Mosquito Information

Pinal County Environmental Health's Vector Control Program maintains a specific focus on mosquito-borne disease prevention. We continually conduct mosquito monitoring throughout the county, looking for specific mosquito species that are competent vectors for human diseases such as West Nile Virus. We provide guidance to private residents, homeowners associations, business owners, and utilities to prevent mosquito breeding on their property. Our focus is on source reduction of mosquito breeding and biological control of mosquito populations where applicable. Further abatement activities, such as the application of larvicide or fogging for adult mosquitoes, may be considered if warranted via surveillance.

We recommend that individuals be prudent and protect themselves from mosquito bites. The first line of defense would be to avoid outdoor activities during times when mosquitoes are present. If being outdoors cannot be avoided, it is highly recommended that you wear pants and long sleeves and use an appropriate EPA-approved mosquito repellant.

People should be aware of the different types of mosquitoes and which ones are most likely to carry the West Nile virus. Mosquito abatement programs focus on those species of mosquitoes that cause disease.

Permanent (Stagnant) Water Mosquitoes

 Permanent (Stagnant) water mosquitoes are the most important vector for West Nile Virus:

  • These are found in places that hold water for long periods of time, such as stagnant ponds and abandoned green swimming pools. They are seldom seen in the daytime when they rest in shrubbery and other cool sheltered places. They are active and biting during nighttime hours, indoors and outdoors. Even though they are at rest during the daytime, they will rise up and bite if disturbed.
  • Common types of permanent water mosquitoes found in Pinal County include:
    • Culex tarsalis
      • This is the most important mosquito of arboviruses in western North America. Larval habitat is usually among surface water pools that are frequently surrounded by grasses and annual vegetation and agricultural tailwater
    • Culex quinquefasciatus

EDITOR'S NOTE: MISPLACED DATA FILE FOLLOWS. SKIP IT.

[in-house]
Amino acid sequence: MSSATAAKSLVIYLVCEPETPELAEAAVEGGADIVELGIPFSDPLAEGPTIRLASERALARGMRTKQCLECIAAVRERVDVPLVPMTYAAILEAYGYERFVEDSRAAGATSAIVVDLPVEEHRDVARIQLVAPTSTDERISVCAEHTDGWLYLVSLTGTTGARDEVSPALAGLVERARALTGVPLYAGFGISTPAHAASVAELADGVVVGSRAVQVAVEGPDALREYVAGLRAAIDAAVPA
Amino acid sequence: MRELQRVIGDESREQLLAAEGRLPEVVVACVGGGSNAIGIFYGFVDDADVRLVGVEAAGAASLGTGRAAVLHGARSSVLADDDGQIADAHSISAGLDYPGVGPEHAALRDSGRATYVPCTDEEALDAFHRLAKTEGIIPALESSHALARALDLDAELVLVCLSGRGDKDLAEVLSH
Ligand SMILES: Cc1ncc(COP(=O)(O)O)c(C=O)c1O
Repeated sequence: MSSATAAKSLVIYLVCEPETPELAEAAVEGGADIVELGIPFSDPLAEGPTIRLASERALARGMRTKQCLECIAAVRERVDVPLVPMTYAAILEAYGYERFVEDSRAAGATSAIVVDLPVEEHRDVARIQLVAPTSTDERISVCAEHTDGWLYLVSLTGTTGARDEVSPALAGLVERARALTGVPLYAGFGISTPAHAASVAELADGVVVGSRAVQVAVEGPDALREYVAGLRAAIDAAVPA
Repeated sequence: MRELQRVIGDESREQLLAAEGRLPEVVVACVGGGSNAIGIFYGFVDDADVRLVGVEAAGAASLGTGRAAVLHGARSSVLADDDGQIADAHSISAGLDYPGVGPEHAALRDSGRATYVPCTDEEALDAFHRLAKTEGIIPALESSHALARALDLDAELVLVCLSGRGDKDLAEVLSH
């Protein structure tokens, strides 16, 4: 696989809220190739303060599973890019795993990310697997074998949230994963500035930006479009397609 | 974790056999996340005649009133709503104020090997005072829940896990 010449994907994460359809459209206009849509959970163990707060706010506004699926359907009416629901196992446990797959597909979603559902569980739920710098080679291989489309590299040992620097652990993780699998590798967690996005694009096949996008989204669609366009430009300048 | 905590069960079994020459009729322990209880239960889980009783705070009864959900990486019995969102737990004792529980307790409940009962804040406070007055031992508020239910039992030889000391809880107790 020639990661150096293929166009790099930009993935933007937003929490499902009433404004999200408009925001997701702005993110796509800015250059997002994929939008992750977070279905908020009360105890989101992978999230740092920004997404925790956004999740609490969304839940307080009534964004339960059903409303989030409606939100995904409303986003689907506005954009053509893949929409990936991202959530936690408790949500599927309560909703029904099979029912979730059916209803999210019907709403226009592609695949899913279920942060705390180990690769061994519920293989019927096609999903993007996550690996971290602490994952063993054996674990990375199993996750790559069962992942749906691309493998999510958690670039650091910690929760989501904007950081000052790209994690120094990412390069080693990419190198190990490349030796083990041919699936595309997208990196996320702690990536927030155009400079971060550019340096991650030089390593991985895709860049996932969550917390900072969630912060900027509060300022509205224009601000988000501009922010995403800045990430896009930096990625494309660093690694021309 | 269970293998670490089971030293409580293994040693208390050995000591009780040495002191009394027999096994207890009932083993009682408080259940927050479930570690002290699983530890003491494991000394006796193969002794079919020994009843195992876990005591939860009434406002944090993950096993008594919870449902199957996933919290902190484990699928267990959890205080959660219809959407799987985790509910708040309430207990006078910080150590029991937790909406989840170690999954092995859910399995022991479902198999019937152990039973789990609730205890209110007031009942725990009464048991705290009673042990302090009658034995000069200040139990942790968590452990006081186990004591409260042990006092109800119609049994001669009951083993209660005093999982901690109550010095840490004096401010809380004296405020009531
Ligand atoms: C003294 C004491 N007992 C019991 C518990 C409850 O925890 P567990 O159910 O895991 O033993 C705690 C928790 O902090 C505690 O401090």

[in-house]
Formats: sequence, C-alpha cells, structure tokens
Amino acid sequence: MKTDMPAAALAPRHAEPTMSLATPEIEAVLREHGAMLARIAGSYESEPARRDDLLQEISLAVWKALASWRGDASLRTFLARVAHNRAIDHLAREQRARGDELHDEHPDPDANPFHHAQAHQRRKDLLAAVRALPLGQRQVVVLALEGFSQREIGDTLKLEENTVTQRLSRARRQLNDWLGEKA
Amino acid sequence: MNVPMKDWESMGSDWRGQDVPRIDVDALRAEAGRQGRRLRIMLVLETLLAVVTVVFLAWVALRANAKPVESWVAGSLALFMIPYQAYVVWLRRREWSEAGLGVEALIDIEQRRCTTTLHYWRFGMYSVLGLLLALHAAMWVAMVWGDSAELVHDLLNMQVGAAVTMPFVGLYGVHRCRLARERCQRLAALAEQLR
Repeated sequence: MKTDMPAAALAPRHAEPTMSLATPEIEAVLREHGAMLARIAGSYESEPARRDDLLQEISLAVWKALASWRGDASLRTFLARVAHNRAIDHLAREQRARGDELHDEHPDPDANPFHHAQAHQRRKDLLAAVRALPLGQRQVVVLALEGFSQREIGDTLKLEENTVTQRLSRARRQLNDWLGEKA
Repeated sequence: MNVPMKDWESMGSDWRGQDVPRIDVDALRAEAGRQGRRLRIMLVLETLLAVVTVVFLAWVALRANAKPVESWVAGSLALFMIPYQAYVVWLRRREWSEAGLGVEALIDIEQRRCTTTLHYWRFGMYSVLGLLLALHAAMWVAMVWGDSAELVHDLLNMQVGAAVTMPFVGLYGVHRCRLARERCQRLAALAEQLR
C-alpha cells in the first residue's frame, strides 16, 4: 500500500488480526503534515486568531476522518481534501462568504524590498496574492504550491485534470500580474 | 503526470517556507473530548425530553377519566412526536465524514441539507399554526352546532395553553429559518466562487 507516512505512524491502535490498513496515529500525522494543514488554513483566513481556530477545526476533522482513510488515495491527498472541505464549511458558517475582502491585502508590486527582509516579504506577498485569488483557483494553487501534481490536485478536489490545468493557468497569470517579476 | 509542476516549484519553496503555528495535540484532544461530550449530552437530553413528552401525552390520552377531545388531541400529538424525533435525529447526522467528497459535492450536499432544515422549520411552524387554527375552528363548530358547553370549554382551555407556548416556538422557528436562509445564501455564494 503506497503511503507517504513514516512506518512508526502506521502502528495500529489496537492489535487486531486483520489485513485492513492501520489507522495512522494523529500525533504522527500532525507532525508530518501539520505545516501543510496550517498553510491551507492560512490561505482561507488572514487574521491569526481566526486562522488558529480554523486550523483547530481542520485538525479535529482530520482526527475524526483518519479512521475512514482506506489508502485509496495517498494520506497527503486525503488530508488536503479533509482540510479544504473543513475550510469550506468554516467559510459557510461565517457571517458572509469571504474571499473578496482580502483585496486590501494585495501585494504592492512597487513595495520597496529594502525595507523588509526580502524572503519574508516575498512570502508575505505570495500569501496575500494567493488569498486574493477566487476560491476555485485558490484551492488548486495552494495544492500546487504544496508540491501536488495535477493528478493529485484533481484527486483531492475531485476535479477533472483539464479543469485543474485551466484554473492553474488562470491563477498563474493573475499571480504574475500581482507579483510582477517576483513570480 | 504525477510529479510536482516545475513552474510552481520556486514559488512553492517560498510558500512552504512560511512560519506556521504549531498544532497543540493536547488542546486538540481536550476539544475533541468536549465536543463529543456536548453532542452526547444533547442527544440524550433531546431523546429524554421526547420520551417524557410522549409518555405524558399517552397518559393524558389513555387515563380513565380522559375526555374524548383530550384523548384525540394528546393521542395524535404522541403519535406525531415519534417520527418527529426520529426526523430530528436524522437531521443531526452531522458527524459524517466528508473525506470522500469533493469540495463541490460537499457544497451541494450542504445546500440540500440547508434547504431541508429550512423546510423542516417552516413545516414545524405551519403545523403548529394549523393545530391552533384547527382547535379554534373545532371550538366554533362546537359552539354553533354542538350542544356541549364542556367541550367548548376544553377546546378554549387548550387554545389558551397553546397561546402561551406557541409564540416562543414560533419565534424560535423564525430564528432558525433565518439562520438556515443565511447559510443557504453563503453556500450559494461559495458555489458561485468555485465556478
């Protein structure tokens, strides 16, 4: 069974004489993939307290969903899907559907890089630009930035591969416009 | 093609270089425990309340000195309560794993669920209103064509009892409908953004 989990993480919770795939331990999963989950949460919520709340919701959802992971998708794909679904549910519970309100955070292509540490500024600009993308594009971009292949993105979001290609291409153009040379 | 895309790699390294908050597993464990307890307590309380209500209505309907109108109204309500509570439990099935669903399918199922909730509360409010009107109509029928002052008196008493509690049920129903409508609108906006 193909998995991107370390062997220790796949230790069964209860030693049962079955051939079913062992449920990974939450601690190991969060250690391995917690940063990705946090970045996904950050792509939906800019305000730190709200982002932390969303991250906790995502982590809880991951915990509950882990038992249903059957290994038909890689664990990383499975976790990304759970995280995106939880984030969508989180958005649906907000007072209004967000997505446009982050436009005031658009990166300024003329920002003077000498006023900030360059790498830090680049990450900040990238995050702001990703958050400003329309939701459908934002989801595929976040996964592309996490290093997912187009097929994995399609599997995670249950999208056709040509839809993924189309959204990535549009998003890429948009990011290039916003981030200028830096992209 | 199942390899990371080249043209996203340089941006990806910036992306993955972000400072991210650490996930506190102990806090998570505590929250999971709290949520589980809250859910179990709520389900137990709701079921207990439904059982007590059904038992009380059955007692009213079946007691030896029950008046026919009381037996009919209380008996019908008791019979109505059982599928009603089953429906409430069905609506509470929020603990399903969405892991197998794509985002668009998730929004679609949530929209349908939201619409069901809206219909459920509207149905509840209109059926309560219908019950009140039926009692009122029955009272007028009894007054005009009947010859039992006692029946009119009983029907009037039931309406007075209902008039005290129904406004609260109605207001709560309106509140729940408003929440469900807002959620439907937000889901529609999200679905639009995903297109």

• The southern house mosquito is found throughout the southern half of the United States. This mosquito prefers to lay eggs in small pools of water and can utilize water that is polluted with organic material

Floodwater (Intermittent Water) Mosquitoes

Floodwater (Intermittent Water) mosquitoes are nuisance mosquitoes. They are rarely infected with West Nile Virus, and they have not been deemed a public health threat:

  • Floodwater mosquitoes typically appear (sometimes in significant numbers) a couple of days after rains and flooding.
  • Monsoon rains and flood irrigation contribute to the floodwater mosquito population.
  • Common types of floodwater mosquitoes found in Pinal County include:
    • Psorophora columbiae
      • The females are furious biters day or night. Females lay their eggs on damp soil in depressions subject to flooding by rainfall. The larval period is relatively short, usually requiring 3 to 5 days. This mosquito can be found in areas with flat sheets of water, usually 3 to 6 inches deep. Psorophora columbiae prefers habitats with direct sunlight. She can be found in pastures, lawns, golf courses, and open fields.
    • Aedes vexans
      • Virtually any transient water can support Aedes vexans larvae, but rain pools in un-shaded areas produce the largest broods. The species is most common in grassy pools that border trees or shrubs. In most cases, floodwater habitats will be dominated by this abundant mid-season mosquito

View Arizona Mosquito Information (PDF) for more information on mosquitoes in Arizona.